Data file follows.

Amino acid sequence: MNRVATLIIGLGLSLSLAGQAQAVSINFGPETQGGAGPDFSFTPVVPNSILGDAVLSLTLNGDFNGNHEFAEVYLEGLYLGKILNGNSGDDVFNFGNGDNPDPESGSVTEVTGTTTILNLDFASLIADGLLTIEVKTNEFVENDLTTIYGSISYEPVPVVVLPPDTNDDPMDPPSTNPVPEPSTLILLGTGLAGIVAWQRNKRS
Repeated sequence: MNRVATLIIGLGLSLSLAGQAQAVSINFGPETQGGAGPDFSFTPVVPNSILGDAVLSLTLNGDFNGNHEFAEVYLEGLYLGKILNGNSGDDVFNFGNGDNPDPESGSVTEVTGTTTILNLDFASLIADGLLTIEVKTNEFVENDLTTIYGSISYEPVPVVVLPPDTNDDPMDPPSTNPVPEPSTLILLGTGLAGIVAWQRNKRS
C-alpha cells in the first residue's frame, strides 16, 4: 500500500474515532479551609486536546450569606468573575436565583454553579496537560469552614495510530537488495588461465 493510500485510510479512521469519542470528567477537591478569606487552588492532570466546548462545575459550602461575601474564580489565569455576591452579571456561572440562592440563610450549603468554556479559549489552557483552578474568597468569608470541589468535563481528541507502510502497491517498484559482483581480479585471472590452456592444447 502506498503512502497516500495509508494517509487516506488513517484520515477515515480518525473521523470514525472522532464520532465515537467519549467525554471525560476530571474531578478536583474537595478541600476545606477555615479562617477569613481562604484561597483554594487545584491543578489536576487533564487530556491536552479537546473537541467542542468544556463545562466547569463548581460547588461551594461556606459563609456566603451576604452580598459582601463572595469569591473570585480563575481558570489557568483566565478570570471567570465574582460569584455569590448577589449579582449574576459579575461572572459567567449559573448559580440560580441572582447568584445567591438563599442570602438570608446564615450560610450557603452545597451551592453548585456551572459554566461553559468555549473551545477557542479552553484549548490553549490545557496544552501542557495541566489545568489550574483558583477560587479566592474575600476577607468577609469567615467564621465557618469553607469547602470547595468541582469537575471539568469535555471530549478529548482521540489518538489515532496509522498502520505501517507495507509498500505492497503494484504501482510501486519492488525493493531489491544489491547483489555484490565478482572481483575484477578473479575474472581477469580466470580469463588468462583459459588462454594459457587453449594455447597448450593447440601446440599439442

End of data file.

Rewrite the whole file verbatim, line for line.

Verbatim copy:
Amino acid sequence: MNRVATLIIGLGLSLSLAGQAQAVSINFGPETQGGAGPDFSFTPVVPNSILGDAVLSLTLNGDFNGNHEFAEVYLEGLYLGKILNGNSGDDVFNFGNGDNPDPESGSVTEVTGTTTILNLDFASLIADGLLTIEVKTNEFVENDLTTIYGSISYEPVPVVVLPPDTNDDPMDPPSTNPVPEPSTLILLGTGLAGIVAWQRNKRS
Repeated sequence: MNRVATLIIGLGLSLSLAGQAQAVSINFGPETQGGAGPDFSFTPVVPNSILGDAVLSLTLNGDFNGNHEFAEVYLEGLYLGKILNGNSGDDVFNFGNGDNPDPESGSVTEVTGTTTILNLDFASLIADGLLTIEVKTNEFVENDLTTIYGSISYEPVPVVVLPPDTNDDPMDPPSTNPVPEPSTLILLGTGLAGIVAWQRNKRS
C-alpha cells in the first residue's frame, strides 16, 4: 500500500474515532479551609486536546450569606468573575436565583454553579496537560469552614495510530537488495588461465 493510500485510510479512521469519542470528567477537591478569606487552588492532570466546548462545575459550602461575601474564580489565569455576591452579571456561572440562592440563610450549603468554556479559549489552557483552578474568597468569608470541589468535563481528541507502510502497491517498484559482483581480479585471472590452456592444447 502506498503512502497516500495509508494517509487516506488513517484520515477515515480518525473521523470514525472522532464520532465515537467519549467525554471525560476530571474531578478536583474537595478541600476545606477555615479562617477569613481562604484561597483554594487545584491543578489536576487533564487530556491536552479537546473537541467542542468544556463545562466547569463548581460547588461551594461556606459563609456566603451576604452580598459582601463572595469569591473570585480563575481558570489557568483566565478570570471567570465574582460569584455569590448577589449579582449574576459579575461572572459567567449559573448559580440560580441572582447568584445567591438563599442570602438570608446564615450560610450557603452545597451551592453548585456551572459554566461553559468555549473551545477557542479552553484549548490553549490545557496544552501542557495541566489545568489550574483558583477560587479566592474575600476577607468577609469567615467564621465557618469553607469547602470547595468541582469537575471539568469535555471530549478529548482521540489518538489515532496509522498502520505501517507495507509498500505492497503494484504501482510501486519492488525493493531489491544489491547483489555484490565478482572481483575484477578473479575474472581477469580466470580469463588468462583459459588462454594459457587453449594455447597448450593447440601446440599439442